For a libertarian, Dr Morse has completely avoided talking about the self-organising character of society and spontaneous order, which is disappointing and utterly central to a libertarian vision of the world. But hey, politicians are so much brighter than the community at figuring stuff out so we should leave it up to them…

    Lee Herridge

  2. Thanks Lee

    Sorry but I am not buying it. In typical libertarian fashion you offer us a false dilemma here: it is either complete open slather, or totalitarianism. Nope, history shows us there are plenty of alternatives in between. And as a Christian I believe in both the institution of marriage and the institution of the state. God created both, and they are part of his will for humanity. The institution of marriage of course preceded the institution of the state, so all the state can do is recognise this pre-existing reality. It does not define it. But if and when it does start getting into the business of defining marriage, it is because, as Morse says, we have handed that right to the state by allowing our sexual free-for-all, all in the name of individual liberty of course. And anyone with children will not take such cavalier and demeaning attitudes toward their wellbeing.

    Bill Muehlenberg, CultureWatch

  3. “The alternative is you let the government decide who is married or not and what you get is our current situation, where we get to have a Culture War over homosexual marriage.”

    Lee. I’m not sure why you believe this a viable alternative?
    I think Bill’s reply is spot on. We recognise the institute of the State and the separate institution of marriage.
    A well known working rule on the obligation of the State is to protect its citizens – and not least as Dr. Morse implies, never more so than to protect traditional marriage in order, in turn, to protect the status of the family, and particularly children.
    Dr Morse is I believe entirely correct therefore in stating:
    “This is why it would be unjust to children for the government to attempt to ‘get out of the marriage business.’ Providing justice to the vulnerable is precisely the business of the government. If it doesn’t perform that function, it has failed.”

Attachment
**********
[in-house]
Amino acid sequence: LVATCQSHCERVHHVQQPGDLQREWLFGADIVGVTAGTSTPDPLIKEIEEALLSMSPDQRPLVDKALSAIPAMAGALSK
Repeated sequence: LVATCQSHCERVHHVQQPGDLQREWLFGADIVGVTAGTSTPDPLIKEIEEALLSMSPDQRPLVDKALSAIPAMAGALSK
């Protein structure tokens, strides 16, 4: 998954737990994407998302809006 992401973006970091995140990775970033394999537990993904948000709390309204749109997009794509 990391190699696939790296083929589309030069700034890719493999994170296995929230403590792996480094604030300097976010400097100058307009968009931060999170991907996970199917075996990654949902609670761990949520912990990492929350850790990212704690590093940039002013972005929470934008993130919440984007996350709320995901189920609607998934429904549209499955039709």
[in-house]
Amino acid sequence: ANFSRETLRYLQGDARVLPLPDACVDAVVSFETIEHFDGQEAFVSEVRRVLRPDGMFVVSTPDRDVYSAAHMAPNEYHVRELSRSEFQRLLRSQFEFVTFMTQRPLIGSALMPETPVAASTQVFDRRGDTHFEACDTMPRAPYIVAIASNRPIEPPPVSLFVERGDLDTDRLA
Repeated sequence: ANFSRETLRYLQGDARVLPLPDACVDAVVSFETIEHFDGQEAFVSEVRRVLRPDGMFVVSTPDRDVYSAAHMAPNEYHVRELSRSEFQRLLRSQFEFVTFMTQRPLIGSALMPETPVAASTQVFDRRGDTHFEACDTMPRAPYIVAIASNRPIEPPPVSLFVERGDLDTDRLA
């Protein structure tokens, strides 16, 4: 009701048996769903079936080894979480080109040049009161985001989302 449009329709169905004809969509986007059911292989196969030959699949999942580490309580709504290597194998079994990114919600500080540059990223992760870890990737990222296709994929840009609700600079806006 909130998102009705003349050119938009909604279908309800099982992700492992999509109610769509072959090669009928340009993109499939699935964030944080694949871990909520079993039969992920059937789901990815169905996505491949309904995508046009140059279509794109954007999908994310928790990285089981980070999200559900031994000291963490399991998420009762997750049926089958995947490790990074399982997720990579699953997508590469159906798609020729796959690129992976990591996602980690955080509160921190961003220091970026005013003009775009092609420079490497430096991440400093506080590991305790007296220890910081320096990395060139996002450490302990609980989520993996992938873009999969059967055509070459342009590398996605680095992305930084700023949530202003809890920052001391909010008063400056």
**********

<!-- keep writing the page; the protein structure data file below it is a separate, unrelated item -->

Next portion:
It most certainly is NOT a function of the State to attempt to redefine marriage as now being attempted with the introduction of SSM. That would be to destroy its basic nature and essential role in society. (In any event does it have the authority? Absolutely not in the light of Scripture)
    Please enlighten me if I’m wrong but I am unaware of a single example in history where a national State has sought to redefine heterosexual marriage, much less to endorse that which is clearly sinful to God and destructive of real marriage as in SSM.
    I assert then, in company with all other biblical Christians that an attempt to redefine it is clearly in defiance of God and his clearly revealed will.

    Having read several of Dr Morse’s articles I would say that it is not her libertarian views which are prominent, but rather her thoroughly Christian views on the nature and role of marriage, and particularly her much needed emphasis on the vulnerability of children if SSM goes ahead, which is wholly creditworthy. I presume you agree with the main thrust of her points about the protection of children?

    About the position of the State I believe Bill is right in that the State must recognise the institution of marriage and protect its unique status. It need do no more than that in order to effect necessary social or fiscal legislation where needed.

    Graham Wood, UK

  4. The problem that Libertarianism has, which causes it to diverge from Conservatism, is that it thinks you can do away with God as the source of our rights– while still maintaining the benefits of those rights.

    In other words, it wants the benefits of God creating us in his image and endowing us with inalienable rights, without recognizing him as the source of those rights. This allows them to then treat the exercise of those rights as the greatest and only good. The result is a profound loss of understanding of the importance of the responsibilities that come with the exercise of one’s rights.

    This is seem clearly in their approach to marriage: “As long as no one else is hurt, anyone should be able to marry anyone. And how is anyone hurt by same-sex marriage?” (I’m paraphrasing Judge Andrew P. Napolitano’s argument in his book “It is Dangerous to be Right when the Government is Wrong”, p. 89.)

    Of course, this claim (that SSM hurts no-one) ignores the fact that what is happening is not an extension of marriage to a wider group of people, but a RE-DEFINING of marriage itself. To claim that no one is affected by this, is ludicrous. To remove the responsibilities from marriage and extend its benefits to those who are outside of a true marriage relationship, does violence to the very concept of marriage and does harm to true marriages and families, and by extension, to a people as a whole.

    But this is the logical result of claiming that we have rights simply by virtue of being human, rather than recognizing God as the source of those rights. When you have no responsibility to God or to moral behavior, then Liberty becomes License– freedom to do whatever you want, rather than freedom to do what is right.